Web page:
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The Socialist 8 July 2020 |
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Books that inspired me: The Fire Next Time
Mark Pickersgill, Stevenage Socialist Party
James Baldwin's 'The fire next time' is a series of short essays describing the author's experiences of being black in America in the 1950s and 60s. The essays were published in 1963, 100 years after the emancipation of slavery act. Baldwin remarks that every black American bears a name that originally belonged to the white man whose chattel he was.
He writes about his personal journey as an African-American, encountering segregation in what he calls the richest country in the world.
Baldwin faced the familiar police prejudice and victimisation even as a 13-year-old boy in New York. "Why don't you N****** stay uptown where you belong?", he was told by a policeman. Just one example of the police racism that he remembered. He developed a strong sense of injustice and rage.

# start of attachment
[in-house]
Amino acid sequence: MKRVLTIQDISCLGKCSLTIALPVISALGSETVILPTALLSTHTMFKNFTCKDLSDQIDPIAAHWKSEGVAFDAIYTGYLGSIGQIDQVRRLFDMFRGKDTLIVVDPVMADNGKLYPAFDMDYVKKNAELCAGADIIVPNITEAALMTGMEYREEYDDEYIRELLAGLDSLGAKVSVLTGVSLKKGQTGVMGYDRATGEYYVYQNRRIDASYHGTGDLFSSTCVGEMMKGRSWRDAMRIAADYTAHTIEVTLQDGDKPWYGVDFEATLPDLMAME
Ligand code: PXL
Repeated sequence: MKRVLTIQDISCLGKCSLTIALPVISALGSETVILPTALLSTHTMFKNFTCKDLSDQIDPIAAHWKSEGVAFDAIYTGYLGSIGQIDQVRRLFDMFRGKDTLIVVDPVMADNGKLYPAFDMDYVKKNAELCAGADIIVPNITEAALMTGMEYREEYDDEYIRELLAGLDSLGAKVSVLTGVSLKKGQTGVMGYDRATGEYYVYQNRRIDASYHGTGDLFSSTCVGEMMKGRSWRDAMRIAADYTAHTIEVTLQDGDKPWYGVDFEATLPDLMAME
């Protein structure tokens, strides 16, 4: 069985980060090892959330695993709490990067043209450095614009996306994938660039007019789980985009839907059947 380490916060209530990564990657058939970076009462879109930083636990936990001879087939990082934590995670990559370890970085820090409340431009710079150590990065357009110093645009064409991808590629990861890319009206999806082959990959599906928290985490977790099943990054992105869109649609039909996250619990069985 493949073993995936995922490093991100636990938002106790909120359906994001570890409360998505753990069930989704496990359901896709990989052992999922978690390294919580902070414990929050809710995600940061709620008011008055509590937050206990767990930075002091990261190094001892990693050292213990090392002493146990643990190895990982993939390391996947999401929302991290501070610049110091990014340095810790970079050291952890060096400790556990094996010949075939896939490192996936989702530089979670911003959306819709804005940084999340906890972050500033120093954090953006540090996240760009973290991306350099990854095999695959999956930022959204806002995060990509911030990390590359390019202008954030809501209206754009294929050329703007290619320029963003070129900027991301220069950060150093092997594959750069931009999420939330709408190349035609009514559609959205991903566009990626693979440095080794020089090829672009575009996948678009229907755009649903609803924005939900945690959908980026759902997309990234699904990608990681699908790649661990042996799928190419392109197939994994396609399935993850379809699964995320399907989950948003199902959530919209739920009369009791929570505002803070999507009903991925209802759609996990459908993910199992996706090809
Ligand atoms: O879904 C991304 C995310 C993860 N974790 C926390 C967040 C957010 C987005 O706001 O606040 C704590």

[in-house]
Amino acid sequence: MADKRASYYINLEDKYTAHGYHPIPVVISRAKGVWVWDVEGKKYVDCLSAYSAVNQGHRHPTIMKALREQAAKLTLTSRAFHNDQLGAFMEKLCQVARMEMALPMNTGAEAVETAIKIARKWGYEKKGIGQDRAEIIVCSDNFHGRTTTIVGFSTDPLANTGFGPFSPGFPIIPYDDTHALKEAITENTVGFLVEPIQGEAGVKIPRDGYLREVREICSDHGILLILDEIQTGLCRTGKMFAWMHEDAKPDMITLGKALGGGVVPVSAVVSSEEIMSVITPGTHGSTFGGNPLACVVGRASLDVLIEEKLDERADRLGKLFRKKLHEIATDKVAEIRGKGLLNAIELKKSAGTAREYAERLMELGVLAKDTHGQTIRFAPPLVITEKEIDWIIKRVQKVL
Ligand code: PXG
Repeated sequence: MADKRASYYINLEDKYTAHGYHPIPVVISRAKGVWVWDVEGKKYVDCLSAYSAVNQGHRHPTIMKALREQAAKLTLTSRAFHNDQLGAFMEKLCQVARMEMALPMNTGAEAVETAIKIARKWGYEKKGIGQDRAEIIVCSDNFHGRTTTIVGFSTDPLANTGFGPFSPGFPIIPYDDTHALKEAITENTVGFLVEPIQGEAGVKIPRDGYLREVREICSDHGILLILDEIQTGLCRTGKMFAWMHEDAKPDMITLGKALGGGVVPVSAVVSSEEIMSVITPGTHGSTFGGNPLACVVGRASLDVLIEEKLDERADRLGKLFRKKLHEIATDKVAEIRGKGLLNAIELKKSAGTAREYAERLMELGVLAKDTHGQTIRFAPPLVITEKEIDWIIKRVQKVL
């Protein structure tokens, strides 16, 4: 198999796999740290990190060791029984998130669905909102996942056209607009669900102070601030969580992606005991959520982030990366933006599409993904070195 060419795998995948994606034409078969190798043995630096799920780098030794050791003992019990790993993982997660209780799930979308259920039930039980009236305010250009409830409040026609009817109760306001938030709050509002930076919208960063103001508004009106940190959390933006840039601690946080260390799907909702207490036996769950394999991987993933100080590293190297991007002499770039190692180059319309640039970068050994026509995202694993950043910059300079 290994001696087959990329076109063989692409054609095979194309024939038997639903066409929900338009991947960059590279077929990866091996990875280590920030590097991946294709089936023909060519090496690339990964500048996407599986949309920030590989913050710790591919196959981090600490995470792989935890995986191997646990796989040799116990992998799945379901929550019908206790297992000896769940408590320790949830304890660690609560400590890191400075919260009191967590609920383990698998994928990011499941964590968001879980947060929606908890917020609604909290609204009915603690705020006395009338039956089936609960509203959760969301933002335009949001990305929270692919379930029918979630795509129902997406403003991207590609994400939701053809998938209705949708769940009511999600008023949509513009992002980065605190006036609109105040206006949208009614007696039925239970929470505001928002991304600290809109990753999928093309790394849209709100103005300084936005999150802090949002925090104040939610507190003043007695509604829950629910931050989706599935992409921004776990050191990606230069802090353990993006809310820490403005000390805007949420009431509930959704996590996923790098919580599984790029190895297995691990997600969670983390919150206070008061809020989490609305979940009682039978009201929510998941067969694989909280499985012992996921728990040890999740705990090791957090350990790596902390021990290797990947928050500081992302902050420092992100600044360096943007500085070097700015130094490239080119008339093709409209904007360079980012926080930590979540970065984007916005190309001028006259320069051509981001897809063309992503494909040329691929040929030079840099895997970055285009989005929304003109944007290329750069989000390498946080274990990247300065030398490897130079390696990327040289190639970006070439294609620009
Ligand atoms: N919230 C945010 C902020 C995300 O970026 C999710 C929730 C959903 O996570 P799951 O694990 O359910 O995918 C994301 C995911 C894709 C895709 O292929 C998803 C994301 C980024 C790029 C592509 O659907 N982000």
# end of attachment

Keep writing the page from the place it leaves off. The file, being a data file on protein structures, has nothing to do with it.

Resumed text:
Baldwin was able to articulate this rage in many of his writings. He also exposes the hypocrisy of Christianity, and how it was used in order to justify the enslavement and colonisation of the African continent.
He highlights his own conflicting experiences of attending church and teaching at Sunday school, as he tried to come to terms with his own consciousness. Reluctantly teaching the word of God, rather than telling his congregation to throw away their bibles, get off their knees, and organise a rent strike.
Turning his back on religion, he recognised the effects the liberation struggles in Africa had on the struggles of black people in the USA. At the same time, he raises the fact that western imperialism had to constantly look over its shoulder towards the Soviet Union - granting independence, but trying to hold on to its influences in the post-colonial world.
Baldwin describes the constant struggle for equality in US society in the years just before the emergence of the black civil rights movement, and the anti-Vietnam protests of the late 1960s.
He comes to the conclusion "that there would be no possibility of a real change" for black people in America without the most radical and far-reaching changes in the American political and social structure."
James Baldwin's skill was his unique ability to question the ideology that sustains American imperialism. His conclusions and observations address the same issues that confront the recent Black Lives Matter protests that we have recently witnessed in present-day US society.